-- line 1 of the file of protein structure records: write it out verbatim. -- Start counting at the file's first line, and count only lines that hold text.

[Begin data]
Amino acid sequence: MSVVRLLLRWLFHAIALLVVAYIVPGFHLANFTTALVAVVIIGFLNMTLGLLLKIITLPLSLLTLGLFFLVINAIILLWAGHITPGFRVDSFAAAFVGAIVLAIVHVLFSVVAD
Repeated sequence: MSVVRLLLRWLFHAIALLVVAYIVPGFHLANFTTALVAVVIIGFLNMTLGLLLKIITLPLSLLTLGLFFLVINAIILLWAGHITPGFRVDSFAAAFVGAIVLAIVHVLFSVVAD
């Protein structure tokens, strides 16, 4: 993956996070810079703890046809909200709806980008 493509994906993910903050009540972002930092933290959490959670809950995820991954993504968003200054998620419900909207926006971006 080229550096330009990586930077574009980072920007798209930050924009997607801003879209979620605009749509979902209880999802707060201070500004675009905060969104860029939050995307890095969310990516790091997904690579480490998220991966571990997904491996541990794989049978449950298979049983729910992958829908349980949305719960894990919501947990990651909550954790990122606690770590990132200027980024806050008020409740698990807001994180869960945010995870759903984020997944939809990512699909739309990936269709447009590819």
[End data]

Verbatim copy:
Amino acid sequence: MSVVRLLLRWLFHAIALLVVAYIVPGFHLANFTTALVAVVIIGFLNMTLGLLLKIITLPLSLLTLGLFFLVINAIILLWAGHITPGFRVDSFAAAFVGAIVLAIVHVLFSVVAD